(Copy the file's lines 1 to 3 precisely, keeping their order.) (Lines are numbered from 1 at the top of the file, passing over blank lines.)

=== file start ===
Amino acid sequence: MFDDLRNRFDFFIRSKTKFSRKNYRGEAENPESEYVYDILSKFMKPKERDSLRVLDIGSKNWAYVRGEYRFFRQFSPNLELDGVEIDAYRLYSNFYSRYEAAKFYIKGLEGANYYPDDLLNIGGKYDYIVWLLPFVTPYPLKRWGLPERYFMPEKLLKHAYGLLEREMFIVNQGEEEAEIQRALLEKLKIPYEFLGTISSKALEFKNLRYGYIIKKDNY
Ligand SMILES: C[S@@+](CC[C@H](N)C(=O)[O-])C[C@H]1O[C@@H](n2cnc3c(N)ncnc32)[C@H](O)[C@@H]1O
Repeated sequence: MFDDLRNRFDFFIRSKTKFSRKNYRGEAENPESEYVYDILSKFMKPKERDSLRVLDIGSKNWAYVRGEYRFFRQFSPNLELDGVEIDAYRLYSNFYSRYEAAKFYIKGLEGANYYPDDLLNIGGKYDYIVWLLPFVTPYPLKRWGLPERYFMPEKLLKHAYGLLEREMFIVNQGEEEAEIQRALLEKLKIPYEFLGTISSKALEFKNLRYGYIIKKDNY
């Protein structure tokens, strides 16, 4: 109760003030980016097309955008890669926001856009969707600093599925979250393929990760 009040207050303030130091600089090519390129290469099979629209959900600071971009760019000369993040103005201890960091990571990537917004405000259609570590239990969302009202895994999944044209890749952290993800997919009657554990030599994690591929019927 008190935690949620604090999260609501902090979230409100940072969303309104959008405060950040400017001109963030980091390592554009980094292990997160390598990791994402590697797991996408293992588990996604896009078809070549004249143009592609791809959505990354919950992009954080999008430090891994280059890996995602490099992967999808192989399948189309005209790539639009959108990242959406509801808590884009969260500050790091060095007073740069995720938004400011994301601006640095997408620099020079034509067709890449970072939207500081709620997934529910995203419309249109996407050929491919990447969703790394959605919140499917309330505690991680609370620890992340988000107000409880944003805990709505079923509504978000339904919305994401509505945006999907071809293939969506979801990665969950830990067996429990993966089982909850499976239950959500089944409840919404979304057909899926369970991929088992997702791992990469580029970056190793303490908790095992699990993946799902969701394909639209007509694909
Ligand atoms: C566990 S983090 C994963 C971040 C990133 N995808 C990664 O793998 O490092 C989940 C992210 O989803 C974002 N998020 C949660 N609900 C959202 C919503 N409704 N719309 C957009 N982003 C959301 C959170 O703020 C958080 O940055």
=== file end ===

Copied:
Amino acid sequence: MFDDLRNRFDFFIRSKTKFSRKNYRGEAENPESEYVYDILSKFMKPKERDSLRVLDIGSKNWAYVRGEYRFFRQFSPNLELDGVEIDAYRLYSNFYSRYEAAKFYIKGLEGANYYPDDLLNIGGKYDYIVWLLPFVTPYPLKRWGLPERYFMPEKLLKHAYGLLEREMFIVNQGEEEAEIQRALLEKLKIPYEFLGTISSKALEFKNLRYGYIIKKDNY
Ligand SMILES: C[S@@+](CC[C@H](N)C(=O)[O-])C[C@H]1O[C@@H](n2cnc3c(N)ncnc32)[C@H](O)[C@@H]1O
Repeated sequence: MFDDLRNRFDFFIRSKTKFSRKNYRGEAENPESEYVYDILSKFMKPKERDSLRVLDIGSKNWAYVRGEYRFFRQFSPNLELDGVEIDAYRLYSNFYSRYEAAKFYIKGLEGANYYPDDLLNIGGKYDYIVWLLPFVTPYPLKRWGLPERYFMPEKLLKHAYGLLEREMFIVNQGEEEAEIQRALLEKLKIPYEFLGTISSKALEFKNLRYGYIIKKDNY